Firstly, after digesting and assimilating protein from the diet they ideally redeposit it in new tissue growth. Very simply, this is how koi grow and is why koi should be fed higher protein diets in the summer. A less desirable destination for protein is when koi burn them off as a source of energy. In doing this, they will utilise the amino acids as fuel, but excrete the nitrogen component as it has no energy value. This is undesirable for 2 reasons. Firstly, costly protein is being used by koi as a source of energy (when cheaper carbohydrates or oils could be used) and secondly, the nitrogen that is discarded is excreted as toxic ammonia.
Ammonia is toxic if allowed to accumulate, and so is excreted to reduce toxicity making the pond water potentially toxic. Fortunately, one mans muck is another mans brass, and a host of bacteria, including Nitrosomonas bacteria are on hand to process the toxic ammonia into less toxic (but more persistent) Nitrite. This occurs quite quickly in a pond (and is the reason why a nitrite reading is far more common than an ammonia reading. Nitrite is broken down more slowly by Nitrobacter bacteria, and tends to be more persistent than ammonia. However, once it has been broken down, and the Nitrobacter colony matures to cope with the quantity of nitrite produced by Nitrosomonas, a pond bio-filter has passed through its most ‘risky’ stage and appears to be able to handle waste more effectively.
Nitrobacter oxidise (add oxygen to) the nitrite further, forming less toxic nitrates (still with nitr prefix – denoting a nitrogen link). These nitrates are available and taken up by plants, to produce plant proteins. (Which are then consumed by fish, either incorporated as fish flesh or burnt as energy, excreting nitrogen as toxic ammonia, and the cycle continues).
If it is not practical for plants to be incorporated in a pond or even as a vegetable filter, then nitrates can be reduced, either by diluting them through a partial water change, or through the use of a nitrate filter.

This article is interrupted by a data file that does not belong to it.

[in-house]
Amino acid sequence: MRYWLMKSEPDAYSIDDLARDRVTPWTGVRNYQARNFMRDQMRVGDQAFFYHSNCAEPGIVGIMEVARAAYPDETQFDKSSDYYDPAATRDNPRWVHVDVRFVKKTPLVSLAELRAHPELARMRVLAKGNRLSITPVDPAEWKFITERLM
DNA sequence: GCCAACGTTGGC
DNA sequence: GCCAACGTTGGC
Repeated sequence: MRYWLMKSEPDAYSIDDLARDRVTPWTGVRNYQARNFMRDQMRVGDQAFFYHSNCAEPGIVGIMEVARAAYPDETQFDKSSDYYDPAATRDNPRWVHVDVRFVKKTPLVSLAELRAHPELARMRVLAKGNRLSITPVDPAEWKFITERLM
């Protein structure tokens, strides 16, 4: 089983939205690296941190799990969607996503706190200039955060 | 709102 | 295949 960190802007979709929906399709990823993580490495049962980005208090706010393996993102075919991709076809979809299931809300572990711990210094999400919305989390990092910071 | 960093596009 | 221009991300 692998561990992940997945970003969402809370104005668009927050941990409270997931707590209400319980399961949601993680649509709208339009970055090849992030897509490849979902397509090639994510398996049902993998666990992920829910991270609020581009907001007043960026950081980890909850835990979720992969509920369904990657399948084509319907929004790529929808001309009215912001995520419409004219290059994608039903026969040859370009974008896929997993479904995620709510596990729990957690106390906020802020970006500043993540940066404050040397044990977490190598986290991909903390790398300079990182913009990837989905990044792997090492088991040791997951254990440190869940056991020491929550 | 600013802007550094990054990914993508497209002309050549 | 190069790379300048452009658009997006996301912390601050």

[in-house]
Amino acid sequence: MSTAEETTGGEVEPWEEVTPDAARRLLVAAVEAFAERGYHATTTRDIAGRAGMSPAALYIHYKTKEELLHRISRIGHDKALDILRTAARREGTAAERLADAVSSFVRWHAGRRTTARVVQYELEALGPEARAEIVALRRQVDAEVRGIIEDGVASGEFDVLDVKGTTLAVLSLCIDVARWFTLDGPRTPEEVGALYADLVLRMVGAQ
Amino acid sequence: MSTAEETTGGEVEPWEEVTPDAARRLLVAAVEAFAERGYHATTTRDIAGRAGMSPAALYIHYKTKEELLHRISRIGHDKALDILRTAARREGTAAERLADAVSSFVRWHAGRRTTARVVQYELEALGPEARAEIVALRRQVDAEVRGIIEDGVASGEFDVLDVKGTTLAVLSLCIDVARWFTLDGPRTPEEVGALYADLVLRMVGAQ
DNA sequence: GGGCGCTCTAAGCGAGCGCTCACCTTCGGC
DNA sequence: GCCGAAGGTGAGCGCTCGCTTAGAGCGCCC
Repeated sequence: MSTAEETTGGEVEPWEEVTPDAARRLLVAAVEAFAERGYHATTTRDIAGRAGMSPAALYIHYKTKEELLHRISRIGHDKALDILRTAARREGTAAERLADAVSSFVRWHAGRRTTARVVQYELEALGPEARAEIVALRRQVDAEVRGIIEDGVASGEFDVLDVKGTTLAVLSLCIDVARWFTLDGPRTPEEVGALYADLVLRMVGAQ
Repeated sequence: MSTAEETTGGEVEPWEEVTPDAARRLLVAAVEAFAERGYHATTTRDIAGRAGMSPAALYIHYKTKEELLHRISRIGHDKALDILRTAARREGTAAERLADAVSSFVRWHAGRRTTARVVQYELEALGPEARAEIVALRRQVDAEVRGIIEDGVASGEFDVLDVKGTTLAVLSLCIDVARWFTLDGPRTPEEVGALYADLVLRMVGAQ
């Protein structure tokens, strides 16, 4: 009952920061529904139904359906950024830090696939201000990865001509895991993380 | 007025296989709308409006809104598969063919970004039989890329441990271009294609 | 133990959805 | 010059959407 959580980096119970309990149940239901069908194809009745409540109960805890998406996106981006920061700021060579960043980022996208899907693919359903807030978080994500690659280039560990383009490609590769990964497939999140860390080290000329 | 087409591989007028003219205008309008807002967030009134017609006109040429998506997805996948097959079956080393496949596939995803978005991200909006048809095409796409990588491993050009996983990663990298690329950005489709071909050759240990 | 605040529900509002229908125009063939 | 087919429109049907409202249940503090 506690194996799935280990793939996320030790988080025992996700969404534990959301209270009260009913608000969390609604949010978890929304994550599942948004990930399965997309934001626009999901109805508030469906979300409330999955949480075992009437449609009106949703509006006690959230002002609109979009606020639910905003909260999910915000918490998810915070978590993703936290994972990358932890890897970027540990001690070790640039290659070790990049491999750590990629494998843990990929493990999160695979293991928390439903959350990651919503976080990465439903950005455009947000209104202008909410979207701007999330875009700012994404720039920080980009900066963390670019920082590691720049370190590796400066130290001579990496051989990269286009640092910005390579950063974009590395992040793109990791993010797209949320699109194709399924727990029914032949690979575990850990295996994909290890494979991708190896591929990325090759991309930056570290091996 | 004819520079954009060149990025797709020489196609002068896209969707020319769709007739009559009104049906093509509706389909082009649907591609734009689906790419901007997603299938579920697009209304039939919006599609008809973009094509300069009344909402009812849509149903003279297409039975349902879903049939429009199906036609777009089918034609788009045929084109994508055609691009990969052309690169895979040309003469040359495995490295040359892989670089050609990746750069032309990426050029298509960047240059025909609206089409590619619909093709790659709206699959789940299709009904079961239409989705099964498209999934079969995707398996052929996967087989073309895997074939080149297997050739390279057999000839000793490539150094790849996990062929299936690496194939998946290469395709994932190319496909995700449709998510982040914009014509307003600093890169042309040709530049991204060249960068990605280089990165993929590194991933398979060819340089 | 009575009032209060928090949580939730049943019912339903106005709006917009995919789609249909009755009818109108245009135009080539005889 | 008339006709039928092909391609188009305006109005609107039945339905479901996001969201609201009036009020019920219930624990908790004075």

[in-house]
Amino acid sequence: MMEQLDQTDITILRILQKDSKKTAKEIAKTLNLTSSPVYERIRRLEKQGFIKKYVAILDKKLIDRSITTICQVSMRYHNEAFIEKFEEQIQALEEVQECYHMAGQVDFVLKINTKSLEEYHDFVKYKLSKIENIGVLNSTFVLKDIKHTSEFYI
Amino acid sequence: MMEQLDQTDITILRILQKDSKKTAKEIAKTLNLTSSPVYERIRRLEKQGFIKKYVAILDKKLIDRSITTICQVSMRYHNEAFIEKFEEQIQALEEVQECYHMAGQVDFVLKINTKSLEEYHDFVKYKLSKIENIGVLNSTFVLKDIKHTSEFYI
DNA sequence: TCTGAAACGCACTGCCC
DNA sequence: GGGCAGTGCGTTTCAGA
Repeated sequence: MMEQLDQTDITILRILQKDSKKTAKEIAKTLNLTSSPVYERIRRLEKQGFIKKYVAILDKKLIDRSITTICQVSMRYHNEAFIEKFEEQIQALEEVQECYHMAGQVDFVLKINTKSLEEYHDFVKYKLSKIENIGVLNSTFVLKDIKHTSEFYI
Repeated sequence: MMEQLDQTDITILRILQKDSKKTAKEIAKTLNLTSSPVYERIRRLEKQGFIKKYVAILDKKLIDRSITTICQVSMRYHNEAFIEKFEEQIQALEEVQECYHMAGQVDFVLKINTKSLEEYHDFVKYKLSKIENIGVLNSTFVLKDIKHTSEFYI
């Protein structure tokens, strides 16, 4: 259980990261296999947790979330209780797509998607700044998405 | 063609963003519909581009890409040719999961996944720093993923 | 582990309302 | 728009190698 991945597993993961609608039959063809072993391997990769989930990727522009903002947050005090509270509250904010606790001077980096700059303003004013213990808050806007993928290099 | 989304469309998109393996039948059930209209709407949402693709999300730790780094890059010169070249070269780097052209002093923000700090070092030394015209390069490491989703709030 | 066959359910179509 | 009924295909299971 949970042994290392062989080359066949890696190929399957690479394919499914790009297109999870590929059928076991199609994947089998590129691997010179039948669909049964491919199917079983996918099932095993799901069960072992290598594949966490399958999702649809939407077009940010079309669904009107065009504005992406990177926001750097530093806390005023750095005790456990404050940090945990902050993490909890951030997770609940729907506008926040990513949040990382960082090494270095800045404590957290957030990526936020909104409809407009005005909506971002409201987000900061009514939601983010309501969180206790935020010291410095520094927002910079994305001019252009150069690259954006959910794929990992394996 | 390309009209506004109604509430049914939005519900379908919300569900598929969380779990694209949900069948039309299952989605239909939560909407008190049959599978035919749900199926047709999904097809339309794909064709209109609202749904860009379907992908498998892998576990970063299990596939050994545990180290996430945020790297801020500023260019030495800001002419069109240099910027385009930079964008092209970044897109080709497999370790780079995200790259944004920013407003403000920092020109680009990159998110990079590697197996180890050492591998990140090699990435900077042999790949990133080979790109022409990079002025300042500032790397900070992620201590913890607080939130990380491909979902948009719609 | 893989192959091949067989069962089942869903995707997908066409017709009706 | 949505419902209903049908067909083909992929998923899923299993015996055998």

A nitrate filter, is an area of slight anaerobic conditions, where water flow is reduced, and media is completely saturated with water of a low DO. (Really the opposite of what we have come to regard as effective filtration). In such conditions, anaerobic bacteria (bacteria that prefer not to utilise oxygen), will predominate, and acquire oxygen from that which is found in nitrate molecule (NO3). This reduces it eventually to N2 gas which is bubbled off into the atmosphere (to join the other 78%). Unlike the aerobic Nitrosomonas and Nitrobacter bacteria, these anaerobic denitrifying bacteria require food, and can be fed with soluble organic food, such as ethanol (alcohol).
Converts NH3/NH4+ into NO2
Fast flowing aerated water
Converts NO2 into NO3
Fast flowing aerated water
Converts NO3 into N2
Slow flowing de-oxygenised water
After water quality, koi nutrition has the greatest influence on the health and appearance of koi. Nutrition can also have a significant influence on water quality.
By providing the correct nutrition, koi will improve in their growth, colour, resistance to disease and breeding performance. Get it wrong, and a koi’s health, growth and colour will be compromised.
Arguably, when describing a koi’s diet, the term ‘food’ is concerned with its physical properties; how it looks, whether it floats and how it behaves in the water. When discussing a koi’s nutrition, the diet’s nutrient profile, specification and performance are being described.
Nutrition describes aspects such as levels of protein, carbohydrate, oil, vitamins and minerals. As a koi’s nutritional requirements develop with age and season, so should the specification of the diet. Consequently, koi are not fed the same diet throughout the year, but are offered wheatgerm-based low protein diets in the cooler months and higher protein ‘growth’ diets when it is warmer.
Unlike the feeding of any other pets, the nutrition offered to fish is also likely to affect their environment. Better water quality can be maintained by fully appreciating that when koi are fed, so too is the whole pond system. The more food that is offered, the more biofilter has to detoxify. That is, the more protein that enters the pond, the greater the risk of a water quality problem.